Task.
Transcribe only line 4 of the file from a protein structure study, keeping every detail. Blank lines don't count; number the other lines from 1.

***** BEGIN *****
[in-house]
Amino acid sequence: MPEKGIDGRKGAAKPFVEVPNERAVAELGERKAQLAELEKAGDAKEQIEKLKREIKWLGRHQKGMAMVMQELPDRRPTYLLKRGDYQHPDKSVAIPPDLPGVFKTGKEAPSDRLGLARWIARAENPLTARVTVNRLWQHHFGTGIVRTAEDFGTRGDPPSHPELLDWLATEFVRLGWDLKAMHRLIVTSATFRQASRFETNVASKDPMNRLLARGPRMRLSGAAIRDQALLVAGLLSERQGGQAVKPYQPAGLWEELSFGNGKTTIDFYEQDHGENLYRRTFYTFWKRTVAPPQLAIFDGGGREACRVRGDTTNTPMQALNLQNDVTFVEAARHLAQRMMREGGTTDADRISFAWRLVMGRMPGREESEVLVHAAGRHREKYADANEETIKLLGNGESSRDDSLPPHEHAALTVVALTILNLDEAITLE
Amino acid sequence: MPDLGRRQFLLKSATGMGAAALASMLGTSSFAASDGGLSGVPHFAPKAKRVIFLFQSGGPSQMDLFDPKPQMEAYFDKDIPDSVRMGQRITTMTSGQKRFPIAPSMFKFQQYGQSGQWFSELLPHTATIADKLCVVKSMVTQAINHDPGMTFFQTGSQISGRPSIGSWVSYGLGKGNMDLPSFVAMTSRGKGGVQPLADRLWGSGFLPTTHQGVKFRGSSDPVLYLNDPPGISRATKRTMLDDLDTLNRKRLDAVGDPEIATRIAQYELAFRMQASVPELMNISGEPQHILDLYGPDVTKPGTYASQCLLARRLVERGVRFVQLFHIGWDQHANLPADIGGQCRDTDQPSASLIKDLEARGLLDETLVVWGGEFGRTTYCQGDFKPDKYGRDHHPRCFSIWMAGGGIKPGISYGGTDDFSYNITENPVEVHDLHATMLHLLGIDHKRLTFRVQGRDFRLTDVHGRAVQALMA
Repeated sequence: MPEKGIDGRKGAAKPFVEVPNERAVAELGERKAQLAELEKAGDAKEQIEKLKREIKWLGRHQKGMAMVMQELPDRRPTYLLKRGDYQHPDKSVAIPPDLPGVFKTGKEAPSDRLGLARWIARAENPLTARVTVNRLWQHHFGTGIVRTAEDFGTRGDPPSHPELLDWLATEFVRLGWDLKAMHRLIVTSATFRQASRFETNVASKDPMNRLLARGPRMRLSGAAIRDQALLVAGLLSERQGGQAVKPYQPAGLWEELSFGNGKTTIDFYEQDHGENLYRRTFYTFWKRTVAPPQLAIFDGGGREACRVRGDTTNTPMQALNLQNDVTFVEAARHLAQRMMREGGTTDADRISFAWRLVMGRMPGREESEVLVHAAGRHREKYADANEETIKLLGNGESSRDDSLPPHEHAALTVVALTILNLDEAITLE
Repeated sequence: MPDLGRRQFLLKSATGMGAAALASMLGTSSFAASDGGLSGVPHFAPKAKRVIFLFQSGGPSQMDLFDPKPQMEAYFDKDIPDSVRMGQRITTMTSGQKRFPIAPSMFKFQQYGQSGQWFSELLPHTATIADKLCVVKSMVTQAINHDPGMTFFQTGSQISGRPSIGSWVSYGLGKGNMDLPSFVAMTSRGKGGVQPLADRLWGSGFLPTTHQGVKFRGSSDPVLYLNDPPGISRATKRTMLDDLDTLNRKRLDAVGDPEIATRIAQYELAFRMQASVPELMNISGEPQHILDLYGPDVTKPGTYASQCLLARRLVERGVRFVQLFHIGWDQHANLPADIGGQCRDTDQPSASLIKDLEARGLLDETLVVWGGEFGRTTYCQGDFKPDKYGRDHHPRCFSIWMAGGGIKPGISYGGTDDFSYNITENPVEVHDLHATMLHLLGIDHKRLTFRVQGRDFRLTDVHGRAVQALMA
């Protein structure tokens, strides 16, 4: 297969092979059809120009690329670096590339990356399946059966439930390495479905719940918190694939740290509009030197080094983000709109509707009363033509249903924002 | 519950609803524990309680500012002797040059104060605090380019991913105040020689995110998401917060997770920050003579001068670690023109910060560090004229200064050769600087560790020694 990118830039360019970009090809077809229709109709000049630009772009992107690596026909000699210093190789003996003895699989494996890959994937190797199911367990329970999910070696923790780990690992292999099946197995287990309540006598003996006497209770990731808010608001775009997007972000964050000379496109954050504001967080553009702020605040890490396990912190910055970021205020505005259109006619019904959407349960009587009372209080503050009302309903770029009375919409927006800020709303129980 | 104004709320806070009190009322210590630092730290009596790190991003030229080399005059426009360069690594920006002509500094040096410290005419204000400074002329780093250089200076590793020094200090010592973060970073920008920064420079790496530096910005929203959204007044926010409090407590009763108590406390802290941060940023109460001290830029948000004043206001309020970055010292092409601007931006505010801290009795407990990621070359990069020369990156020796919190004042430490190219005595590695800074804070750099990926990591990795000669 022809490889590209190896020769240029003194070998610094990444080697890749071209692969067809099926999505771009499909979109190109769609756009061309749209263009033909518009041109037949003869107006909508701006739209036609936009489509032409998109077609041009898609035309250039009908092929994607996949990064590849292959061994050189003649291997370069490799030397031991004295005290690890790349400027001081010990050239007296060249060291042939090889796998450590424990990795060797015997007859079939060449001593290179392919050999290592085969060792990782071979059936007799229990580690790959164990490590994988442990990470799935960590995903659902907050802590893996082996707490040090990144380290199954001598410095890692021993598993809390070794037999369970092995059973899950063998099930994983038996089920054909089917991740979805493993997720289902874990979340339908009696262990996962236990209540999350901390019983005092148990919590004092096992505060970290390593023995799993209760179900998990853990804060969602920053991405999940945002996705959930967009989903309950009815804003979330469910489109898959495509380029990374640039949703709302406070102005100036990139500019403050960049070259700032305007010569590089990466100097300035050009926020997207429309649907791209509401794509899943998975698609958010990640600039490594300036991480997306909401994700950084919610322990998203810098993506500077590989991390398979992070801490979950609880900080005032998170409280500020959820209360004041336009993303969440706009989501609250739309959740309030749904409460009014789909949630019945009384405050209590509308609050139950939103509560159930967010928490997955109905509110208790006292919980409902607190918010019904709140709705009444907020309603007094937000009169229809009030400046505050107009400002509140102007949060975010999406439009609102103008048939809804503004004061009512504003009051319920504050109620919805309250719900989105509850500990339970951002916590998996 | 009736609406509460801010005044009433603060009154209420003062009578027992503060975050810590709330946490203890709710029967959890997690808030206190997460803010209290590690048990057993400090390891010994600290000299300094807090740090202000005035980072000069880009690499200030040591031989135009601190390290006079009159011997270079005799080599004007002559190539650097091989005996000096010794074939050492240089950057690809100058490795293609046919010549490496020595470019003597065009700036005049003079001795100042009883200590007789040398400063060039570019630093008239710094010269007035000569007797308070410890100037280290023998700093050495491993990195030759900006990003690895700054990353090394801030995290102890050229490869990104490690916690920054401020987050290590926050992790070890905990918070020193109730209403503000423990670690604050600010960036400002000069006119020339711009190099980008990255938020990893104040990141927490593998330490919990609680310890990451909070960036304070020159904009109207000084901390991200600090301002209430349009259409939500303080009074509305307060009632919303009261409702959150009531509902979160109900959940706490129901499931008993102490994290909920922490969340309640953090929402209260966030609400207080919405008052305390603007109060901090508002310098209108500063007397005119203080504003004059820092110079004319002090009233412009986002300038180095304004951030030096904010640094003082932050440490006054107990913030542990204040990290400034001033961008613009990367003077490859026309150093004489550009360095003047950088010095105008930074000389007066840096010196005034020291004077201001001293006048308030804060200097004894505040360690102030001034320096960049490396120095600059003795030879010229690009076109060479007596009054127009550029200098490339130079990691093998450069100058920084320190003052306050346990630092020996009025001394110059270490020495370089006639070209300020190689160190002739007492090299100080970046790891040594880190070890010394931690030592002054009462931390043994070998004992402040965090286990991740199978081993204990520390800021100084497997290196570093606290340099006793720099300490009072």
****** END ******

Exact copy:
Repeated sequence: MPEKGIDGRKGAAKPFVEVPNERAVAELGERKAQLAELEKAGDAKEQIEKLKREIKWLGRHQKGMAMVMQELPDRRPTYLLKRGDYQHPDKSVAIPPDLPGVFKTGKEAPSDRLGLARWIARAENPLTARVTVNRLWQHHFGTGIVRTAEDFGTRGDPPSHPELLDWLATEFVRLGWDLKAMHRLIVTSATFRQASRFETNVASKDPMNRLLARGPRMRLSGAAIRDQALLVAGLLSERQGGQAVKPYQPAGLWEELSFGNGKTTIDFYEQDHGENLYRRTFYTFWKRTVAPPQLAIFDGGGREACRVRGDTTNTPMQALNLQNDVTFVEAARHLAQRMMREGGTTDADRISFAWRLVMGRMPGREESEVLVHAAGRHREKYADANEETIKLLGNGESSRDDSLPPHEHAALTVVALTILNLDEAITLE